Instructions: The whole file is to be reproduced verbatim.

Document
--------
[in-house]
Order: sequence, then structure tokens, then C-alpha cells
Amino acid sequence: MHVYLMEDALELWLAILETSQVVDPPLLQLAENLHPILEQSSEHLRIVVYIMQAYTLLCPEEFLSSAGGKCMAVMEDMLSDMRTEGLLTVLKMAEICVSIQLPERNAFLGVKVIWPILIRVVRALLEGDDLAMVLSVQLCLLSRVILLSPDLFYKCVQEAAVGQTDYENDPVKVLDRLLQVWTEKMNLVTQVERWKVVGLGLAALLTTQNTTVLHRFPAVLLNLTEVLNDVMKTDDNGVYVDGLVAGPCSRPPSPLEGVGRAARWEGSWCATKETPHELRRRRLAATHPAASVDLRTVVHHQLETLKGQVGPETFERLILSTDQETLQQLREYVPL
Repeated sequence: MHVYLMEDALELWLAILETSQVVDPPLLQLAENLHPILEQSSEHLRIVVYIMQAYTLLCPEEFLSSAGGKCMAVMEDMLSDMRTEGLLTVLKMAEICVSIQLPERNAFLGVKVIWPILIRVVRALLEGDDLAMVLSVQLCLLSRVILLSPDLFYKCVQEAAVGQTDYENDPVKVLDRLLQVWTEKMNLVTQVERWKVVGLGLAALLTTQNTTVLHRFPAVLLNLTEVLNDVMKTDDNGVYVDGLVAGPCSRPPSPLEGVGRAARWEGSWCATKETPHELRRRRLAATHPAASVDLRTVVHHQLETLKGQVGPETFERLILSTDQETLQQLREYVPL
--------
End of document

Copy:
[in-house]
Order: sequence, then structure tokens, then C-alpha cells
Amino acid sequence: MHVYLMEDALELWLAILETSQVVDPPLLQLAENLHPILEQSSEHLRIVVYIMQAYTLLCPEEFLSSAGGKCMAVMEDMLSDMRTEGLLTVLKMAEICVSIQLPERNAFLGVKVIWPILIRVVRALLEGDDLAMVLSVQLCLLSRVILLSPDLFYKCVQEAAVGQTDYENDPVKVLDRLLQVWTEKMNLVTQVERWKVVGLGLAALLTTQNTTVLHRFPAVLLNLTEVLNDVMKTDDNGVYVDGLVAGPCSRPPSPLEGVGRAARWEGSWCATKETPHELRRRRLAATHPAASVDLRTVVHHQLETLKGQVGPETFERLILSTDQETLQQLREYVPL
Repeated sequence: MHVYLMEDALELWLAILETSQVVDPPLLQLAENLHPILEQSSEHLRIVVYIMQAYTLLCPEEFLSSAGGKCMAVMEDMLSDMRTEGLLTVLKMAEICVSIQLPERNAFLGVKVIWPILIRVVRALLEGDDLAMVLSVQLCLLSRVILLSPDLFYKCVQEAAVGQTDYENDPVKVLDRLLQVWTEKMNLVTQVERWKVVGLGLAALLTTQNTTVLHRFPAVLLNLTEVLNDVMKTDDNGVYVDGLVAGPCSRPPSPLEGVGRAARWEGSWCATKETPHELRRRRLAATHPAASVDLRTVVHHQLETLKGQVGPETFERLILSTDQETLQQLREYVPL